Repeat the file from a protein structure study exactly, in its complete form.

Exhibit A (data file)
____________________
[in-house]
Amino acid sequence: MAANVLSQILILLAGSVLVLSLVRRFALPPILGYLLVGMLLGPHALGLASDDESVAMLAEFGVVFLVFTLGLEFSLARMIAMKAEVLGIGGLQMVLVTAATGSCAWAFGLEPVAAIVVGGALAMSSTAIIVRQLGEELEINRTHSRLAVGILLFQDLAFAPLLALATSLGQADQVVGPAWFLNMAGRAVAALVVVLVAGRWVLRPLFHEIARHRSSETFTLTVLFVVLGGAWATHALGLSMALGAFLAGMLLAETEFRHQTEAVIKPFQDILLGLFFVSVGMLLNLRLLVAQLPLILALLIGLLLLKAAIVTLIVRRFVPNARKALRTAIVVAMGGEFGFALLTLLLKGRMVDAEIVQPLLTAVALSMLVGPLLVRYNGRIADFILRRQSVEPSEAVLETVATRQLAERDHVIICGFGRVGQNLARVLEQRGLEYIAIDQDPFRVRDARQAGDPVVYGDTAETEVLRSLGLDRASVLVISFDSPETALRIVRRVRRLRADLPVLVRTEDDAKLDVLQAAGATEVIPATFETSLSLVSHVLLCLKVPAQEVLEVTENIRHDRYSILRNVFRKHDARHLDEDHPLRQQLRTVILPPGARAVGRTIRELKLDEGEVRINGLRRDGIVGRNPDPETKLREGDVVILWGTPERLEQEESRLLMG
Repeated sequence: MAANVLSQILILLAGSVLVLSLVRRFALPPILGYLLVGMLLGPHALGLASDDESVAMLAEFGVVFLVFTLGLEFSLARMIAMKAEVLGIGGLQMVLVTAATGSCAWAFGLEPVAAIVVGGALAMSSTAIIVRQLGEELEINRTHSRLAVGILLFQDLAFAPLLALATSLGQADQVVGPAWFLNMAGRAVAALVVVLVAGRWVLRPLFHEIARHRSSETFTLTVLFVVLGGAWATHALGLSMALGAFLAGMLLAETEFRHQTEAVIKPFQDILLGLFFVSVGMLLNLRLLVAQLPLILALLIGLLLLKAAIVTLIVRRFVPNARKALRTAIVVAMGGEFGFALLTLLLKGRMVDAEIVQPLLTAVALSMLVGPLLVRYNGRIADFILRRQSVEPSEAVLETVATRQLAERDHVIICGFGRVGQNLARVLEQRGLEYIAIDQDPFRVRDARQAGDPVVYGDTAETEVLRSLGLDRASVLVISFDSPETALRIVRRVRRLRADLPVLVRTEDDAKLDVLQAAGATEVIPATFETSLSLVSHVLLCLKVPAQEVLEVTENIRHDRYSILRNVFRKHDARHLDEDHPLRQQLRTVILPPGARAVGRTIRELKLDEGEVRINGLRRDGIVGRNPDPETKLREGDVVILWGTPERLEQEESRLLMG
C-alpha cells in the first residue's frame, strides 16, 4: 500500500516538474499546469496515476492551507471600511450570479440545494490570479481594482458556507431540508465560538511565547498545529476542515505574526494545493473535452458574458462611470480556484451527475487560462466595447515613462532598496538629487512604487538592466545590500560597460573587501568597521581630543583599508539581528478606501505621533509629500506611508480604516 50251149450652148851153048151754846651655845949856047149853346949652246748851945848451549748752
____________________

[in-house]
Amino acid sequence: MAANVLSQILILLAGSVLVLSLVRRFALPPILGYLLVGMLLGPHALGLASDDESVAMLAEFGVVFLVFTLGLEFSLARMIAMKAEVLGIGGLQMVLVTAATGSCAWAFGLEPVAAIVVGGALAMSSTAIIVRQLGEELEINRTHSRLAVGILLFQDLAFAPLLALATSLGQADQVVGPAWFLNMAGRAVAALVVVLVAGRWVLRPLFHEIARHRSSETFTLTVLFVVLGGAWATHALGLSMALGAFLAGMLLAETEFRHQTEAVIKPFQDILLGLFFVSVGMLLNLRLLVAQLPLILALLIGLLLLKAAIVTLIVRRFVPNARKALRTAIVVAMGGEFGFALLTLLLKGRMVDAEIVQPLLTAVALSMLVGPLLVRYNGRIADFILRRQSVEPSEAVLETVATRQLAERDHVIICGFGRVGQNLARVLEQRGLEYIAIDQDPFRVRDARQAGDPVVYGDTAETEVLRSLGLDRASVLVISFDSPETALRIVRRVRRLRADLPVLVRTEDDAKLDVLQAAGATEVIPATFETSLSLVSHVLLCLKVPAQEVLEVTENIRHDRYSILRNVFRKHDARHLDEDHPLRQQLRTVILPPGARAVGRTIRELKLDEGEVRINGLRRDGIVGRNPDPETKLREGDVVILWGTPERLEQEESRLLMG
Repeated sequence: MAANVLSQILILLAGSVLVLSLVRRFALPPILGYLLVGMLLGPHALGLASDDESVAMLAEFGVVFLVFTLGLEFSLARMIAMKAEVLGIGGLQMVLVTAATGSCAWAFGLEPVAAIVVGGALAMSSTAIIVRQLGEELEINRTHSRLAVGILLFQDLAFAPLLALATSLGQADQVVGPAWFLNMAGRAVAALVVVLVAGRWVLRPLFHEIARHRSSETFTLTVLFVVLGGAWATHALGLSMALGAFLAGMLLAETEFRHQTEAVIKPFQDILLGLFFVSVGMLLNLRLLVAQLPLILALLIGLLLLKAAIVTLIVRRFVPNARKALRTAIVVAMGGEFGFALLTLLLKGRMVDAEIVQPLLTAVALSMLVGPLLVRYNGRIADFILRRQSVEPSEAVLETVATRQLAERDHVIICGFGRVGQNLARVLEQRGLEYIAIDQDPFRVRDARQAGDPVVYGDTAETEVLRSLGLDRASVLVISFDSPETALRIVRRVRRLRADLPVLVRTEDDAKLDVLQAAGATEVIPATFETSLSLVSHVLLCLKVPAQEVLEVTENIRHDRYSILRNVFRKHDARHLDEDHPLRQQLRTVILPPGARAVGRTIRELKLDEGEVRINGLRRDGIVGRNPDPETKLREGDVVILWGTPERLEQEESRLLMG
C-alpha cells in the first residue's frame, strides 16, 4: 500500500516538474499546469496515476492551507471600511450570479440545494490570479481594482458556507431540508465560538511565547498545529476542515505574526494545493473535452458574458462611470480556484451527475487560462466595447515613462532598496538629487512604487538592466545590500560597460573587501568597521581630543583599508539581528478606501505621533509629500506611508480604516 50251149450652148851153048151754846651655845949856047149853346949652246748851945848451549748752